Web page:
Oral squamous cell carcinomas (OSCC) represent the 6th most common cancer in the United States and are associated with low survival and high morbidity. Unfortunately, the 50% survival rate of patients with OSCC has not improved in the last 20 years. Furthermore, aggressive treatment of OSCC is disfiguring and can lead to long-term functional problems. One approach to reducing morbidity and mortality in OSCC patients is to accurately predict which tumors will be aggressive. The current staging system is inadequate in predicting tumor aggressiveness and patient outcome because of the wide variation in tumor behavior. This heterogeneity in tumor behavior is believed to reflect differences in the underlying gene expression profiles of individual cancers. Recently, gene expression profiling has identified tumor aggressiveness signatures and predictors of patient outcome in breast cancer, lung cancer, prostate cancer, etc. An aggressiveness signature and outcome predictor has not been described for OSCC. This R21 proposal will test the hypothesis that gene expression profiling using high-density microarrays will identify a gene signature for OSCC tumor aggressiveness and a molecular predictor for patient outcome. This hypothesis will be explored using three specific aims. 1.) Obtain gene expression profiles using paired normal and OSCC specimens from our Head and Neck Tumor Bank. 2.) Identify a molecular signature for OSCC aggressiveness and a predictor for patient outcome. 3.) Validate the molecular signatures with an independent sample of patients. This study will involve collaborations between investigators with expertise in microarrays, tumor biology, statistics, medicine, pathology, and bioinformatics. The data from this work will serve as preliminary data in R01/R33 applications testing the clinical utility of customized OSCC aggressiveness and patient outcome arrays as well as applications directed at understanding OSCC cancer biology and the development of new OSCC therapies. The unique molecular signature for OSCC tumor aggressiveness and the predictor of patient outcome established from this work has the enormous potential to reduce OSCC patient mortality and morbidity.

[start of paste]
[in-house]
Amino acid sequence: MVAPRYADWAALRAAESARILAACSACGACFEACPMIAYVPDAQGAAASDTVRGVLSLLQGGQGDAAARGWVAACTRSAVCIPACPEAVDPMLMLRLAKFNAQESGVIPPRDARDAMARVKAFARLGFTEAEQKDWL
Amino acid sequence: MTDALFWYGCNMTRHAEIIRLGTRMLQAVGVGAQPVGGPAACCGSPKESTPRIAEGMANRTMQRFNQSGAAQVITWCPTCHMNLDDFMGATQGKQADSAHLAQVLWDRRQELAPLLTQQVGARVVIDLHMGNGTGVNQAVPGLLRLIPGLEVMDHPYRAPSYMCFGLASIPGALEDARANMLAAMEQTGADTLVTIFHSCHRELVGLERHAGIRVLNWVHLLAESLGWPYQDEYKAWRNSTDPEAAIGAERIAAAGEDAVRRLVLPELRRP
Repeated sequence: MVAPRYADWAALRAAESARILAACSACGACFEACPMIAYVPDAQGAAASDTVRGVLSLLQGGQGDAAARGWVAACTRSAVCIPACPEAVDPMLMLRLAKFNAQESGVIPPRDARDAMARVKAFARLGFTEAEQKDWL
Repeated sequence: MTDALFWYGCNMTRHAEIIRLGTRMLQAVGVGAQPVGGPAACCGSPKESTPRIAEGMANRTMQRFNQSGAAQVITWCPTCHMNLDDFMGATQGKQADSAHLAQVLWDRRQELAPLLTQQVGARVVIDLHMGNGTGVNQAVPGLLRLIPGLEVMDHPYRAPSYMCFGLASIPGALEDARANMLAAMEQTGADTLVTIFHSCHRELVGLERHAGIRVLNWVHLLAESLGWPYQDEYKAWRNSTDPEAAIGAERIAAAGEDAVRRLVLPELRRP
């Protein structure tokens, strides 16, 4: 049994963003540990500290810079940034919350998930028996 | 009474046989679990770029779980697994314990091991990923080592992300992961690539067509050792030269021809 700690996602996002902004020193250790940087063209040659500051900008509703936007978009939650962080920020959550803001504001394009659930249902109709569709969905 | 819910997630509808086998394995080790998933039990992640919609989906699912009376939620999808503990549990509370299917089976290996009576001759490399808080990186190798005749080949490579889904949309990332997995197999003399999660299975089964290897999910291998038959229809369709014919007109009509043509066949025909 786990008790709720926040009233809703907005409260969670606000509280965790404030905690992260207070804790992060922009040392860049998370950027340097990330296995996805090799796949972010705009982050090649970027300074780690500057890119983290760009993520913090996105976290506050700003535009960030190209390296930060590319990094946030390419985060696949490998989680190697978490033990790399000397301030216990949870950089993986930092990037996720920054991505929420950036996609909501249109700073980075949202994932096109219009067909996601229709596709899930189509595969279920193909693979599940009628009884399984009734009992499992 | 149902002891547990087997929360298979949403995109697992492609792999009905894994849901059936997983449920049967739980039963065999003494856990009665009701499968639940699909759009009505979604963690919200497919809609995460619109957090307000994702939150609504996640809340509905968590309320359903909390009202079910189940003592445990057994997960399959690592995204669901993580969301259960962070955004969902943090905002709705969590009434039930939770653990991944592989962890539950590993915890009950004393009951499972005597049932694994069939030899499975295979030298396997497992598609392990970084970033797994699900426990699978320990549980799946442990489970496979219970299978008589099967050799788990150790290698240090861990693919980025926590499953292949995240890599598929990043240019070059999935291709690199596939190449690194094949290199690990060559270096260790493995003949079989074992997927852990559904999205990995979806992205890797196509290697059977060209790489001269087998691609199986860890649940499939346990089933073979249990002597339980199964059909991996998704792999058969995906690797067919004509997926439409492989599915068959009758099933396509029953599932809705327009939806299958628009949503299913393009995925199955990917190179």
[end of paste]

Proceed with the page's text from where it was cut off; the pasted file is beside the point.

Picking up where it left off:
National Institute of Health (NIH)
National Institute of Dental & Craniofacial Research (NIDCR)
Exploratory/Developmental Grants (R21)
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Special Emphasis Panel (ZRG1-CBSS (01))
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Shirazi, Yasaman
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University of Pennsylvania
Schools of Medicine
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